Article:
Last week, Associate Editor, Pieter De Frenne commented on the article Tiny niches and translocations: the challenge of identifying suitable recipient sites for small and immobile species. By Brooker et al. Now the authors share their thoughts on the well-debated topic of translocation.

Climate change and its effects on some species has sparked a debate among scientists about whether moving species to more suitable places is the correct thing to do. Called translocation, it sees plants or animals shifted in a bid to conserve them and the debate centres on the morality of this intervention and if we should let nature run its course.

There are concerns that this approach has risk attached to it. Things could go wrong at the donor site as scientists may be forced to move individuals from populations of plants, animals or lichens which are already threatened.

Flavocetraria nivalis
‘We studied alpine lichen Flavocetraria nivalis, sometimes called the Crinkled Snow Lichen. Using a survey of sites in the Cairngorms, we developed a model which attempted to predict the location of suitable sites’

Or it could go wrong at the recipient site as new species – both intentionally and as piggy-backers – would be introduced to new environments. And we all know how well that can work out e.g. when introduced species become invasive.

You might think there is lots of useful information out there to guide this technique. Many translocation trials have been undertaken, but until recently these were often disconnected from long-term monitoring so it was hard to know why – or even if– they had been successful.

And while more robust trials have recently been undertaken they tend to use species that are mobile – at a small scale at least. If you put such an organism in roughly the right spot, it has a chance to search around for conditions which suit.

We felt the challenge of successful translocation would be much greater for immobile species, especially those from harsher environments such as alpine, arctic, or desert ecosystems.

The problem of immobility is obvious: where you get put is where you have to stay – and if it’s not perfect; that’s too bad. In these situations, small distances can mean big changes in conditions. If you’re out in your site location by just a few centimetres, it could make all the difference between life and death.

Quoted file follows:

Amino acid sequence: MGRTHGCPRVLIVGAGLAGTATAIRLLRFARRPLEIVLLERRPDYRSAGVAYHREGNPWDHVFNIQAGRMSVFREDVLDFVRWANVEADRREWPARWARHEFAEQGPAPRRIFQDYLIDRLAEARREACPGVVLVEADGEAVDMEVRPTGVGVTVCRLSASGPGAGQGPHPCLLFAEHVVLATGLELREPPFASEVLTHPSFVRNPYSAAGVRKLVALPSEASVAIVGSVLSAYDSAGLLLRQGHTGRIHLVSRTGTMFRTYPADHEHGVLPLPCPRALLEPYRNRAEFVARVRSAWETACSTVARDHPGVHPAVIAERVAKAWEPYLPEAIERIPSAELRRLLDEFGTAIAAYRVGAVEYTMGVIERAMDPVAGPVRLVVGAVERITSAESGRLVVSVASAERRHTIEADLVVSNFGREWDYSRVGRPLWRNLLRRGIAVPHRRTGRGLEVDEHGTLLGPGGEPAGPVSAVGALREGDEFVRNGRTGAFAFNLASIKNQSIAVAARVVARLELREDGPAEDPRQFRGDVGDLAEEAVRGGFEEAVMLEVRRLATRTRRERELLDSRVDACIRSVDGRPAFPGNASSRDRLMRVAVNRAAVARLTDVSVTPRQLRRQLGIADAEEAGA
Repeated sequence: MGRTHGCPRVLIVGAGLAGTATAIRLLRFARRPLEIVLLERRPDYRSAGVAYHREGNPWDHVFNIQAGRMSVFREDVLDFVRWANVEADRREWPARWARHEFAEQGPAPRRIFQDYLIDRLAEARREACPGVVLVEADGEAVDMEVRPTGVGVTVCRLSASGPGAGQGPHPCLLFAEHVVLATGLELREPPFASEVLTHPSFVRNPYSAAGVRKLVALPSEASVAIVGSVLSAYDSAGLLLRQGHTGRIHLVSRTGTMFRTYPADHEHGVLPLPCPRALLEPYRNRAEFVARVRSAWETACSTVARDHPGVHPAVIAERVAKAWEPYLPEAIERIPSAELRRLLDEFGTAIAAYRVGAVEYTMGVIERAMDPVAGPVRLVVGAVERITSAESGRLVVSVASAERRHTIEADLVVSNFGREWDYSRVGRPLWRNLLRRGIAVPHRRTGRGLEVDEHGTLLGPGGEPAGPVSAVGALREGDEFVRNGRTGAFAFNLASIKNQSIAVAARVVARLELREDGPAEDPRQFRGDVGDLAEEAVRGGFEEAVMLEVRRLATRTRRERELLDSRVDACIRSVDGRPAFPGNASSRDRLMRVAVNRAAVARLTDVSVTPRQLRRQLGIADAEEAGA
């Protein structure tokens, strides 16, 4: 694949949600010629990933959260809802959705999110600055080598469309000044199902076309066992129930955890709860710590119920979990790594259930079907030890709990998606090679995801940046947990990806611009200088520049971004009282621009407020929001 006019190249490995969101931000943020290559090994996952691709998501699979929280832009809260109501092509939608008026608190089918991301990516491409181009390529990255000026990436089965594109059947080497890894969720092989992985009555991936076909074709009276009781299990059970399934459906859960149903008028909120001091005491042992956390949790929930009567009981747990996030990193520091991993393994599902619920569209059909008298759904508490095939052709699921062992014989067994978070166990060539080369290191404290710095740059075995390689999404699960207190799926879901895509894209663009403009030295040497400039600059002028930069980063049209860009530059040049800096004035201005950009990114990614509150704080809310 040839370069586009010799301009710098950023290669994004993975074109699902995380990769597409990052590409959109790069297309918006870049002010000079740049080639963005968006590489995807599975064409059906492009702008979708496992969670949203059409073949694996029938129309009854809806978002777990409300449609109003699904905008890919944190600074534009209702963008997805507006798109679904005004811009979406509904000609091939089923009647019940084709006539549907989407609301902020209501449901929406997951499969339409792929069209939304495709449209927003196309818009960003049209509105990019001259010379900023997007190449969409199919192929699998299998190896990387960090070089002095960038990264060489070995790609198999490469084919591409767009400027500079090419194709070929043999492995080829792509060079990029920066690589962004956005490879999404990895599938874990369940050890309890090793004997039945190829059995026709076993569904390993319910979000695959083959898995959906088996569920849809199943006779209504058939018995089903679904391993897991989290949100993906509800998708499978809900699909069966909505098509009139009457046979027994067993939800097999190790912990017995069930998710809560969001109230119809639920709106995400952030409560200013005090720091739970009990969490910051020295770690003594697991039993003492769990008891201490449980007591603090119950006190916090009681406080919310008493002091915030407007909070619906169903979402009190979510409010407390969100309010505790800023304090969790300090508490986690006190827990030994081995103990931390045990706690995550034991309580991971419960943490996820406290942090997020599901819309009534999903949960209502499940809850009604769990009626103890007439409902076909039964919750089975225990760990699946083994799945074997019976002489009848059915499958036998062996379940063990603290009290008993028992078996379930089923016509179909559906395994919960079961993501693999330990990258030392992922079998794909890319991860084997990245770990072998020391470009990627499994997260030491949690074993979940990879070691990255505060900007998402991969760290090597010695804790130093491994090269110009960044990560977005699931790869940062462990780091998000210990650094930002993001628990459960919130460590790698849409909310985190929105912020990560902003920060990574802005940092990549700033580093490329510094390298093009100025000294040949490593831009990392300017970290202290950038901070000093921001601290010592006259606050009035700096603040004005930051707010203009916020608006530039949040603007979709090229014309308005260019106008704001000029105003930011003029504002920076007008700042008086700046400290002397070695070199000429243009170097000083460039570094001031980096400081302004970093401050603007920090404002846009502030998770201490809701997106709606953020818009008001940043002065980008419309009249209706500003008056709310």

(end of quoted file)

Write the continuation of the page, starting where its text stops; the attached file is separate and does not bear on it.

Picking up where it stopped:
In our new paper, Tiny niches and translocations: The challenge of identifying suitable recipient sites for small immobile species we describe a study which examined this issue. We studied alpine lichen Flavocetraria nivalis, sometimes called the Crinkled Snow Lichen. Using a survey of sites in the Cairngorms, we developed a model which attempted to predict the location of suitable sites.

We then moved lichens within a focal study site, and examined if the survey-based model allowed us to predict the survival of our lichen transplants.

Initially, our models for predicting lichen survival had room for improvement, but they improved in two ways:

Firstly, model fit improved – it took a long time for lichens to die, and the distribution of surviving lichens was somewhat mismatched with the location of suitable conditions. This demonstrates the importance of long-term monitoring.

Secondly, our models could be improved by including local-scale measures of environmental conditions. In particular we included data from data loggers close to the lichens, indicating the importance of local conditions in determining whether or not our transplants survived.

Lessons learned are that it is tricky to move immobile species in severe environments as they have to be placed in just the right spot. Models can help and these can be improved by local-scale data, but it’s probably best to combine modelling and expert knowledge.

Also, expect mortality. This latter point challenges the use of assisted colonisation as a last-ditch conservation action, or at least the notion of what that might look like. If species are from harsh environments and are immobile, you might need many more transplants than under other circumstances.

We feel more experimental studies like this are needed to help us adapt the approach we take to assisted colonisation to the characteristics of the environment and species involved – should we choose to do it at all.

Read the full article, Tiny niches and translocations: the challenge of identifying suitable recipient sites for small and immobile species in Journal of Applied Ecology and share your thoughts in the comments below.

Read the Associate Editor’s post on this article here.